Launch of Space Shuttle Atlantis into the deep blue sky is reflected in the nearby water framed by the green underbrush. Clouds of smoke and steam spread side to side across Launch Pad 39B. Atlantis is heading for a rendezvous with the International Space Station on mission STS-115.
Mission, Goals, and Objectives
The goal of Environmental Assurance is to:
- Monitor and analyze changes in United States (U.S.) federal and state environmental, health and safety (EH&S) laws and regulations
- Understand and minimize the impacts associated with the ban, restriction, or regulation of certain chemicals and materials needed for NASA to carry out its mission.
- Understand the impacts from stricter European regulations that influence many U.S. companies selling products in the global market – sometimes leading to the voluntarily reformulation or elimination of mission critical materials without notice.
- Identify and validate environment and energy technologies needed to reduce the impacts of EH&S laws and regulations through collaboration within NASA, with other Federal agencies, and through international partnerships.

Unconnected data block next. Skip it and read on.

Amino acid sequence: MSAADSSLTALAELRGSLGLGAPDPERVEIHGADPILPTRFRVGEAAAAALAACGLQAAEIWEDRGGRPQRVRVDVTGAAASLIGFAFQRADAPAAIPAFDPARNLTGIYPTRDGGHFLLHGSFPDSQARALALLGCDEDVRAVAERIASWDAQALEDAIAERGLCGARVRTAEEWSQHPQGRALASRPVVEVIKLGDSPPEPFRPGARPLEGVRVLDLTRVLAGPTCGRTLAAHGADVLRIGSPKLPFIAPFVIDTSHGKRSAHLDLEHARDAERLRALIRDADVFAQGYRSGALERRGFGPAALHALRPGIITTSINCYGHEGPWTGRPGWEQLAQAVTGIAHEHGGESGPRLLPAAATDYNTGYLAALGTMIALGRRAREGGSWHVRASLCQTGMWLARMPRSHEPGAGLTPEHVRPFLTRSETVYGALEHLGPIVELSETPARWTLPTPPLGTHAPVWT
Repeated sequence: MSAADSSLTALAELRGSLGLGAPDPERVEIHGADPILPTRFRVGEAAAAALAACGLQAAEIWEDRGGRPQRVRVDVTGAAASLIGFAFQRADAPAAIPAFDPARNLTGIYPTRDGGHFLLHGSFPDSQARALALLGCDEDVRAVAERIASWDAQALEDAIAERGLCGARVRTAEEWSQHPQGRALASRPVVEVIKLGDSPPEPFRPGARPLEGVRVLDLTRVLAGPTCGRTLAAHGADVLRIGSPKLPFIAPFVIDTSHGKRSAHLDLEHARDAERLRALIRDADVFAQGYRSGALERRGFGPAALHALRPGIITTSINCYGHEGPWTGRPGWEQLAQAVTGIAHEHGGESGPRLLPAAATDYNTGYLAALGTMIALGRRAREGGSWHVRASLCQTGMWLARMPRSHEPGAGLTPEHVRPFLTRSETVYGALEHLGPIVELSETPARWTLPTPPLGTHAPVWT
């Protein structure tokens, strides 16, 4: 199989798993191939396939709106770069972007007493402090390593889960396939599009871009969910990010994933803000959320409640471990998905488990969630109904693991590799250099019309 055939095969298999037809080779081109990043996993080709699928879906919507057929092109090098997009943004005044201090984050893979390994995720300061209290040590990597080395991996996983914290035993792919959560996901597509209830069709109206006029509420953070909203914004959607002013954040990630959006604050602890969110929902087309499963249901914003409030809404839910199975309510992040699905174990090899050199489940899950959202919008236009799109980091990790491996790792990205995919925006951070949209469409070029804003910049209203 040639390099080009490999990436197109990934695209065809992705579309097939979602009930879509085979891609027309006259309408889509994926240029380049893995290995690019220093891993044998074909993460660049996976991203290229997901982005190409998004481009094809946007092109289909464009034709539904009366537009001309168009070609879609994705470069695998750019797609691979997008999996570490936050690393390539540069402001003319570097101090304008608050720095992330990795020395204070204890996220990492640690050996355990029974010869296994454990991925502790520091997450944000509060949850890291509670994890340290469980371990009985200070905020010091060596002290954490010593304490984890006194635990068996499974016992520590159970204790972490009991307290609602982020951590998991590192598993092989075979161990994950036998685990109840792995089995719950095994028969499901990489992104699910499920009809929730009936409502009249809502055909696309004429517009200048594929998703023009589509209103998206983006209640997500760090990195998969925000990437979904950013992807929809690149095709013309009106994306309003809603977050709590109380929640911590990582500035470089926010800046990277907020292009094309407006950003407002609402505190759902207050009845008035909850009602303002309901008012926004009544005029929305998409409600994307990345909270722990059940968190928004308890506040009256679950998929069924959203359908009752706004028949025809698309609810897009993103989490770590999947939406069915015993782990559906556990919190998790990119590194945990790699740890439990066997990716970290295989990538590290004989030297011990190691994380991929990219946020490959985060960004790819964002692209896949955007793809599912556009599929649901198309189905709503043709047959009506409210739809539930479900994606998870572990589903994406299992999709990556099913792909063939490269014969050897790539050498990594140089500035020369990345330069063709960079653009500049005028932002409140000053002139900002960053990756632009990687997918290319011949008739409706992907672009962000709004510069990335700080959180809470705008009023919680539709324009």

- Improve and enhance risk management practices, communication activities, and knowledge sharing to enable success of current and future NASA programs.
How Environmental Assurance Supports NASA's Mission
Environmental Assurance contributes directly to the NASA mission by improving mission performance. This improvement is accomplished through risk analysis of the changing environmental regulatory environment and providing alternative materials and processes that reduce those risks. Relevant examples during Space Shuttle operations includes the reduction of impacts associated with materials such as brominated flame retardants, lead free solder, perfluorooctanoic acid, hexavalent chromium, and cadmium. The Environmental Management Division will continue its role to mitigate agency-wide environmentally-driven after retirement of shuttle during transition to new program.
Environmental Assurance Regulatory Drivers
The regulatory drivers can emerge from state and federal regulations, international agreements, or foreign regulations. Since NASA operates in a global environment, required materials and their formulations can be affected by changes anywhere on the planet.
Environmental Assurance Point of Contact